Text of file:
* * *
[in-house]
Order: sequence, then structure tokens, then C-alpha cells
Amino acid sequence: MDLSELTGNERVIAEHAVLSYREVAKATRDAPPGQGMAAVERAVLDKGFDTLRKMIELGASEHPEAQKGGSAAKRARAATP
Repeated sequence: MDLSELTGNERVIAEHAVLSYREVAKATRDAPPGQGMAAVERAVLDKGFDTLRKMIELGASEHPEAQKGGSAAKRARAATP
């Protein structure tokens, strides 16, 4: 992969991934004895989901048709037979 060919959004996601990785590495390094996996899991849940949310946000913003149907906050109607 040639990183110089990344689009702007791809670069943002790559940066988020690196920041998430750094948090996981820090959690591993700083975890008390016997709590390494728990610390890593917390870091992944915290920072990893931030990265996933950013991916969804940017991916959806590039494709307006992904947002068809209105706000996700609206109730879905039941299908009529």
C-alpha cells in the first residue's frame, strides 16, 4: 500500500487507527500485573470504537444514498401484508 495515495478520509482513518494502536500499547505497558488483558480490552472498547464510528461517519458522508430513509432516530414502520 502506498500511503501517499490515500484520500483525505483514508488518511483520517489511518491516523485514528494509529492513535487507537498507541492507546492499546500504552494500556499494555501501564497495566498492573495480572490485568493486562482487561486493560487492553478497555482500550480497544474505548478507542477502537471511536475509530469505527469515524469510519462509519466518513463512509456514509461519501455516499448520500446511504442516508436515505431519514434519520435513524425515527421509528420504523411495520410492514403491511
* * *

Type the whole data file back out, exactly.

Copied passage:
[in-house]
Order: sequence, then structure tokens, then C-alpha cells
Amino acid sequence: MDLSELTGNERVIAEHAVLSYREVAKATRDAPPGQGMAAVERAVLDKGFDTLRKMIELGASEHPEAQKGGSAAKRARAATP
Repeated sequence: MDLSELTGNERVIAEHAVLSYREVAKATRDAPPGQGMAAVERAVLDKGFDTLRKMIELGASEHPEAQKGGSAAKRARAATP
């Protein structure tokens, strides 16, 4: 992969991934004895989901048709037979 060919959004996601990785590495390094996996899991849940949310946000913003149907906050109607 040639990183110089990344689009702007791809670069943002790559940066988020690196920041998430750094948090996981820090959690591993700083975890008390016997709590390494728990610390890593917390870091992944915290920072990893931030990265996933950013991916969804940017991916959806590039494709307006992904947002068809209105706000996700609206109730879905039941299908009529």
C-alpha cells in the first residue's frame, strides 16, 4: 500500500487507527500485573470504537444514498401484508 495515495478520509482513518494502536500499547505497558488483558480490552472498547464510528461517519458522508430513509432516530414502520 502506498500511503501517499490515500484520500483525505483514508488518511483520517489511518491516523485514528494509529492513535487507537498507541492507546492499546500504552494500556499494555501501564497495566498492573495480572490485568493486562482487561486493560487492553478497555482500550480497544474505548478507542477502537471511536475509530469505527469515524469510519462509519466518513463512509456514509461519501455516499448520500446511504442516508436515505431519514434519520435513524425515527421509528420504523411495520410492514403491511